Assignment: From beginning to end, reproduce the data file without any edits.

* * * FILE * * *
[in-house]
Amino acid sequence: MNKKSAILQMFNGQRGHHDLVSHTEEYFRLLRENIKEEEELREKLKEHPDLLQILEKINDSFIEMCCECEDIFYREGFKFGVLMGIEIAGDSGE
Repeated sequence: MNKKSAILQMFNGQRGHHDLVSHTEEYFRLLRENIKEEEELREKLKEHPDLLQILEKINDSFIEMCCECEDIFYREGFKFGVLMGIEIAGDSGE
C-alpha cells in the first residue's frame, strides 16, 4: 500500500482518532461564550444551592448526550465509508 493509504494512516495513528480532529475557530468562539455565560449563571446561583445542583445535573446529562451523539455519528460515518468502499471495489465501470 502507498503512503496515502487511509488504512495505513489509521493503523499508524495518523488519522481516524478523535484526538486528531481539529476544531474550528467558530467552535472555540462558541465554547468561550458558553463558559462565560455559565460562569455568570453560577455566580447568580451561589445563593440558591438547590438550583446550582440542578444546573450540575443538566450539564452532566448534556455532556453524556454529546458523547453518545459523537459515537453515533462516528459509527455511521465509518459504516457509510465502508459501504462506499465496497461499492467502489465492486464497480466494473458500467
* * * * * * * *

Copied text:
[in-house]
Amino acid sequence: MNKKSAILQMFNGQRGHHDLVSHTEEYFRLLRENIKEEEELREKLKEHPDLLQILEKINDSFIEMCCECEDIFYREGFKFGVLMGIEIAGDSGE
Repeated sequence: MNKKSAILQMFNGQRGHHDLVSHTEEYFRLLRENIKEEEELREKLKEHPDLLQILEKINDSFIEMCCECEDIFYREGFKFGVLMGIEIAGDSGE
C-alpha cells in the first residue's frame, strides 16, 4: 500500500482518532461564550444551592448526550465509508 493509504494512516495513528480532529475557530468562539455565560449563571446561583445542583445535573446529562451523539455519528460515518468502499471495489465501470 502507498503512503496515502487511509488504512495505513489509521493503523499508524495518523488519522481516524478523535484526538486528531481539529476544531474550528467558530467552535472555540462558541465554547468561550458558553463558559462565560455559565460562569455568570453560577455566580447568580451561589445563593440558591438547590438550583446550582440542578444546573450540575443538566450539564452532566448534556455532556453524556454529546458523547453518545459523537459515537453515533462516528459509527455511521465509518459504516457509510465502508459501504462506499465496497461499492467502489465492486464497480466494473458500467